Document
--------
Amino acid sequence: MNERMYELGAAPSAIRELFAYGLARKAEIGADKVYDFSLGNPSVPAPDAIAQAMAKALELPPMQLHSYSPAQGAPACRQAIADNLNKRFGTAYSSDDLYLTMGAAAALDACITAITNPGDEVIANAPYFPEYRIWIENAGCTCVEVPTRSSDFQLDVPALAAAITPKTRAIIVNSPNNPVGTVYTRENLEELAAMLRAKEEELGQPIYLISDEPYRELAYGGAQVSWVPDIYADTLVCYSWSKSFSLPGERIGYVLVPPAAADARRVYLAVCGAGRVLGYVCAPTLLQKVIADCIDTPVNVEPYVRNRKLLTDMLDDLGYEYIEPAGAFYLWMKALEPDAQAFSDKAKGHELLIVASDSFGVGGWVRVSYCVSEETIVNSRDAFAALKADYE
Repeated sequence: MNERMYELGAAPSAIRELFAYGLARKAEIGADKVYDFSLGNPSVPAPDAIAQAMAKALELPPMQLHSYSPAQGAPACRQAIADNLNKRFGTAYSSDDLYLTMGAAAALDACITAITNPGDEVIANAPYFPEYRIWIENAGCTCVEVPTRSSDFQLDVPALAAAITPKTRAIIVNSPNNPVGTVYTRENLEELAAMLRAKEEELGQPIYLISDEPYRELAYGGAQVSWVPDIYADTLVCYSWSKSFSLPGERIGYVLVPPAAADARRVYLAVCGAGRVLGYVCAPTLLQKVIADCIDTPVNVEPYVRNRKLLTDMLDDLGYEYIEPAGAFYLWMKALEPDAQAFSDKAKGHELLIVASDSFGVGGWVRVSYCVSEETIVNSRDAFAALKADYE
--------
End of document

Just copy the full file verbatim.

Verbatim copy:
Amino acid sequence: MNERMYELGAAPSAIRELFAYGLARKAEIGADKVYDFSLGNPSVPAPDAIAQAMAKALELPPMQLHSYSPAQGAPACRQAIADNLNKRFGTAYSSDDLYLTMGAAAALDACITAITNPGDEVIANAPYFPEYRIWIENAGCTCVEVPTRSSDFQLDVPALAAAITPKTRAIIVNSPNNPVGTVYTRENLEELAAMLRAKEEELGQPIYLISDEPYRELAYGGAQVSWVPDIYADTLVCYSWSKSFSLPGERIGYVLVPPAAADARRVYLAVCGAGRVLGYVCAPTLLQKVIADCIDTPVNVEPYVRNRKLLTDMLDDLGYEYIEPAGAFYLWMKALEPDAQAFSDKAKGHELLIVASDSFGVGGWVRVSYCVSEETIVNSRDAFAALKADYE
Repeated sequence: MNERMYELGAAPSAIRELFAYGLARKAEIGADKVYDFSLGNPSVPAPDAIAQAMAKALELPPMQLHSYSPAQGAPACRQAIADNLNKRFGTAYSSDDLYLTMGAAAALDACITAITNPGDEVIANAPYFPEYRIWIENAGCTCVEVPTRSSDFQLDVPALAAAITPKTRAIIVNSPNNPVGTVYTRENLEELAAMLRAKEEELGQPIYLISDEPYRELAYGGAQVSWVPDIYADTLVCYSWSKSFSLPGERIGYVLVPPAAADARRVYLAVCGAGRVLGYVCAPTLLQKVIADCIDTPVNVEPYVRNRKLLTDMLDDLGYEYIEPAGAFYLWMKALEPDAQAFSDKAKGHELLIVASDSFGVGGWVRVSYCVSEETIVNSRDAFAALKADYE